Friday, June 15, 2007
The government has decided that a federal marshal should not have acted to seize tape recordings made by two reporters of Justice Antonin Scalia's remarks at a 2004 event. The original investigation of the incident ended in a ruling that the marshal did nothing wrong, but after the Associated Press and the Hattiesburg American sued, the Marshals Service re-evaluated its actions and has announced a new policy, which limits federal marshal responsibility to the protection of "federal judicial officers". Justice Scalia later sent apologies to the two reporters involved. Read more here. Here's a New York Times article by Adam Liptak written at the time of the incident.
Thursday, June 14, 2007
Jesse Morrison, who up until this Monday worked at a Memphis area movie theater as a projectionist, has apparently lost his job over the review he wrote of the film Fantastic Four: Rise of the Silver Surfer. Mr. Morrison reviews films for the site www.aintitcool.com. Mr. Morrison's review, written under his pen name Memflix, was rather negative. He thinks it raised the hackles of someone at Fox, who contacted his employer. The movie theater's ownership says that's not the reason, however: it's simply that Mr. Morrison wrote a review "in advance", and Fox brass pointed this fact out. Read more here in a Hollywood Reporter story at CNN.com.
Tuesday, June 12, 2007
Frank Davis, a former assistant director on the set of the film 2 Fast 2 Furious, is moving forward with a lawsuit against Universal Studios for firing him from that picture. He says the decision was racially motivated. Universal says race did not play a part. The film's director was John Singleton, also African-American. Read more here in a BBC story. Here's the EEOC's press release on the Frank Davis case. Here's the press release announcing the court ruling allowing the case to move forward.
Monday, June 11, 2007
Al Pacino and Yoko Ono are among the rich and famous in support of a bill being considered by the New York legislature that would protect the rights of publicity of dead celebs, and those to whom they bequeath those rights. Two recent federal court rulings, both involving the late Marilyn Monroe, have pushed the Legislature to consider an enactment. The texts in question are Assembly Bill 8836 and Senate Bill 6005.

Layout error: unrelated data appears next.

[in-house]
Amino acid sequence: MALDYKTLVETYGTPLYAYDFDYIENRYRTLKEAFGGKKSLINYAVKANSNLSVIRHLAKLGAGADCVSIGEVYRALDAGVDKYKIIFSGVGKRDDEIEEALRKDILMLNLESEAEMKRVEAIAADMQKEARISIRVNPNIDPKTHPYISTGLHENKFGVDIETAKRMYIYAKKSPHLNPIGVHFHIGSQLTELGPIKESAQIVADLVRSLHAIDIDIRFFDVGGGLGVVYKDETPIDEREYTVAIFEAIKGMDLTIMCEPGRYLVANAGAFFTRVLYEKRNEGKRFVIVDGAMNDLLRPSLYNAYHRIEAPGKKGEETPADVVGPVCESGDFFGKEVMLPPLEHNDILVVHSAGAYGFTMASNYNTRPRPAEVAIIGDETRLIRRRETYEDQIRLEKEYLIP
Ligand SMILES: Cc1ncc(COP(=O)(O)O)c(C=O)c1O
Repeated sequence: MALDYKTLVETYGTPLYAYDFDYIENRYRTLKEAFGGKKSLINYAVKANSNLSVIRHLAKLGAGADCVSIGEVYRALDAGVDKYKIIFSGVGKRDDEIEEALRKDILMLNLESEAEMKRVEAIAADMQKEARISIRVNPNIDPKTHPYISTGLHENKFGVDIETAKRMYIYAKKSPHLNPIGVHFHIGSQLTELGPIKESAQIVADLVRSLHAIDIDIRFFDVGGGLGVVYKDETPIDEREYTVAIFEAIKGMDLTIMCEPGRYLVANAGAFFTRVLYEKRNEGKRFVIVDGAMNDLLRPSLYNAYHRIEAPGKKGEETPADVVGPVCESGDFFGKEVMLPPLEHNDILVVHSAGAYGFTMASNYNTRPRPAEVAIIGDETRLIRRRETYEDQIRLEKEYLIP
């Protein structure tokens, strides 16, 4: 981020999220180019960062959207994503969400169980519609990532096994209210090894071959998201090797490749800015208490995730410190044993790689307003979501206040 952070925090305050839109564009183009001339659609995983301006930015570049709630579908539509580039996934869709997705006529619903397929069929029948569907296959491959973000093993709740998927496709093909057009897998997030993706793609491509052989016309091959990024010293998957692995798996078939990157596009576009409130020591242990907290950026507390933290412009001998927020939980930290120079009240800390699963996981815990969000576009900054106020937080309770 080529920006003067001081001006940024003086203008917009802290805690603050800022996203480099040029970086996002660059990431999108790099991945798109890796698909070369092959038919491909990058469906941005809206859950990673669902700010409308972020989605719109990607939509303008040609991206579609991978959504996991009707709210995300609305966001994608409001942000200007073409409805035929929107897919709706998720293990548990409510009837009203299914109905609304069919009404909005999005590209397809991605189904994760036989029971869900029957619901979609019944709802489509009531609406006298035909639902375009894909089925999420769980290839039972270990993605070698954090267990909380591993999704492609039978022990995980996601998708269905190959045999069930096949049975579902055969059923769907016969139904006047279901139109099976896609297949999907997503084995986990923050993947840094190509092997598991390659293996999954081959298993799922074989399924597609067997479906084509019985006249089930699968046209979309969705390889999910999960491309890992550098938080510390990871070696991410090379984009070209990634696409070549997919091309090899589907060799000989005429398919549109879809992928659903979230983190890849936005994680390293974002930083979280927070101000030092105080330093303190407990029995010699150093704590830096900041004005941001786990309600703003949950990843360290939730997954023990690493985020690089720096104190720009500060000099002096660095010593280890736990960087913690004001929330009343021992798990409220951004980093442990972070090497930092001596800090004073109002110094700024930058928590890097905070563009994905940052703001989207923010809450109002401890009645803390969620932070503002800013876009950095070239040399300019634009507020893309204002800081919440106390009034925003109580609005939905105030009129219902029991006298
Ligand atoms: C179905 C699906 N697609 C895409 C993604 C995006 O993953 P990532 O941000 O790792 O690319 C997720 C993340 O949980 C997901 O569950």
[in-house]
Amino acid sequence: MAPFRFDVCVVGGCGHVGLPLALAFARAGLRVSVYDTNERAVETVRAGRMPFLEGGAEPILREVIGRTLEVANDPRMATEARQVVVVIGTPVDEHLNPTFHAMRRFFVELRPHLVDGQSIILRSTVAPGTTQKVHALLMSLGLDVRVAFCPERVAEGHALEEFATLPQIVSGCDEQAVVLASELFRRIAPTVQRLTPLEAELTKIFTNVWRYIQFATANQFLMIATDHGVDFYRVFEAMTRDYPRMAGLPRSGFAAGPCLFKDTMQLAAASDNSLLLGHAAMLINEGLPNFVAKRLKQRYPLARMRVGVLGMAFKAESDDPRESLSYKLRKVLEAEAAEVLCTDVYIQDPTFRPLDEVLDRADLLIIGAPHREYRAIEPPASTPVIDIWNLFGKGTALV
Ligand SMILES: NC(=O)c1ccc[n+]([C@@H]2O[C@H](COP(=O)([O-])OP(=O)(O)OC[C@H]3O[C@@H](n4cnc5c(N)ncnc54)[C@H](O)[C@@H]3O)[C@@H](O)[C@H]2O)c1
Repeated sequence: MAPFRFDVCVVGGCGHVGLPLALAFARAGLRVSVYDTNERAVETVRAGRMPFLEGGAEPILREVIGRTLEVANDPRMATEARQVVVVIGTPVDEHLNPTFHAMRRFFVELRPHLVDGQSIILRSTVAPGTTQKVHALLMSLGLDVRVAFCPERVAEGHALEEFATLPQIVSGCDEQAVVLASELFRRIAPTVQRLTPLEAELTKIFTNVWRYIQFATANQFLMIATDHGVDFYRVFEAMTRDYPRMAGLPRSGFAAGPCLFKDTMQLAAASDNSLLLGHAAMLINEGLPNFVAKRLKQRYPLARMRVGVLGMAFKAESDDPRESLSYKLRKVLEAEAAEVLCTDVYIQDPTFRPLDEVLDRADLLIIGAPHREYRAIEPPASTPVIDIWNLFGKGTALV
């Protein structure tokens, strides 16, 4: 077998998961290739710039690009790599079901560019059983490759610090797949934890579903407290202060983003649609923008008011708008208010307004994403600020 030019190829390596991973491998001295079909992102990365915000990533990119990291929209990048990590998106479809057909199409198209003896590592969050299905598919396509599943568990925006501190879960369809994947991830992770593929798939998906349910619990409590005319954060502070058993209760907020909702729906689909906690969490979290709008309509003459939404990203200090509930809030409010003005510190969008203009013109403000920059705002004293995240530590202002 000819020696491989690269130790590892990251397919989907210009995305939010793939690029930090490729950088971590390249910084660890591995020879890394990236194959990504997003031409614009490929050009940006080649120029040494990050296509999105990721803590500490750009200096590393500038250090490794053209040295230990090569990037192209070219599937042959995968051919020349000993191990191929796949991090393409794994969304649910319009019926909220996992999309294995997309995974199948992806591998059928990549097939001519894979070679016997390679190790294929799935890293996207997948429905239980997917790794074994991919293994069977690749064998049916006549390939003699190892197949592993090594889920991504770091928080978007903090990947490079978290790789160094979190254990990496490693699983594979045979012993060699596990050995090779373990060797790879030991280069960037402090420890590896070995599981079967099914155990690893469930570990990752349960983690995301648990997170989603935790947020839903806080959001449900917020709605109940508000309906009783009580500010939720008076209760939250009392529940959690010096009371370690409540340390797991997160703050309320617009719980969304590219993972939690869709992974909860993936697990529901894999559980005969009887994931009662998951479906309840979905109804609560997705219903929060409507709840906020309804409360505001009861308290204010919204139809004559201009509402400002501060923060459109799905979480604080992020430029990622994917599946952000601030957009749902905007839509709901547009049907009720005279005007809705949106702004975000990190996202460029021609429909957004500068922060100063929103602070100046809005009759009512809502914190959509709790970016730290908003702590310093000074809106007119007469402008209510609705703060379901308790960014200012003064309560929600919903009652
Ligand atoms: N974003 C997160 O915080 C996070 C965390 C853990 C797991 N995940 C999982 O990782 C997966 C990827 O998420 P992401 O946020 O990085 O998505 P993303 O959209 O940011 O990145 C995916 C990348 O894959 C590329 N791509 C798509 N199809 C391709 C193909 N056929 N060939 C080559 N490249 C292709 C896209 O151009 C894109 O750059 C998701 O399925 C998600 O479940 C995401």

Assembly Bill 8836 reads as follows:
Section 50. Right of privacy [A> AND PUBLICITY. <A] A person, firm or corporation that uses for advertising purposes, or for the purposes of trade, the name, portrait, [A> VOICE, SIGNATURE <A] or picture of any living person without having first obtained the written consent of such person, or if a minor of his or her parent or guardian, is guilty of a misdemeanor. [A> A PERSON, FIRM OR CORPORATION THAT USES FOR ADVERTISING PURPOSES, OR FOR THE PURPOSES OF TRADE, THE NAME, PORTRAIT, VOICE, SIGNATURE OR PICTURE OF ANY DECEASED NATURAL PERSON WHO DIED WITHIN SEVENTY YEARS PRIOR TO JANUARY FIRST, TWO THOUSAND EIGHT (REGARDLESS OF WHETHER SUCH PERSON DIED BEFORE OR AFTER THE EFFECTIVE DATE OF THE CHAPTER OF THE LAWS OF TWO THOUSAND SEVEN WHICH AMENDED THIS SECTION), WITHOUT HAVING FIRST OBTAINED THE WRITTEN CONSENT OF SUCH PERSON'S RESIDUARY OR OTHER LEGATEES, DEVISEES, DISTRIBUTEES OR THE SUCCESSORS IN INTEREST THEREOF, IS GUILTY OF A MISDEMEANOR. THE RIGHTS ESTABLISHED UNDER THIS ARTICLE ARE DEEMED TO VEST RETROACTIVELY TO THE DECEASED PERSON BEFORE SUCH PERSON'S DEATH, SO THAT THE TRANSFER BY THE DECEASED PERSON OR HIS OR HER TRANSFEREES CAN OCCUR BEFORE OR AT THE TIME OF DEATH OF THE DECEASED PERSON, INCLUDING BY MEANS OF THE DECEASED PERSON'S WILL. <A]
The Senate Bill reads similarly.
Read more here.
Shi Tao, the Chinese journalist jailed for 10 years in 2005 for "leaking state secrets", has joined a lawsuit against Yahoo for turning over material to the Chinese government that led to his arrest and conviction. Yahoo says it was compelled by Chinese law to turn over the material, consisting of an email. The suit was filed in U. S. District Court in the Northern District of California. Read more here. Here's more from Boing Boing with a link to the complaint.
Sunday, June 10, 2007
The Church of England is angry at Sony over the use of digitally produced images of Manchester Cathedral as a backdrop for its new Playstation video game Resistance: Fall of Man. The Church says that siting a shoot-out in the nave of the Cathedral is "highly irresponsible" and sends the wrong message to individuals who might play the game, particularly young people. Manchester has seen a rise in violence over the past few years. The Church also says that Sony did not request permission to depict the Cathedral in its game. A Sony spokesperson says that because the images were digitally produced, the company did not need such permission. Read more here in a story from the BBC website.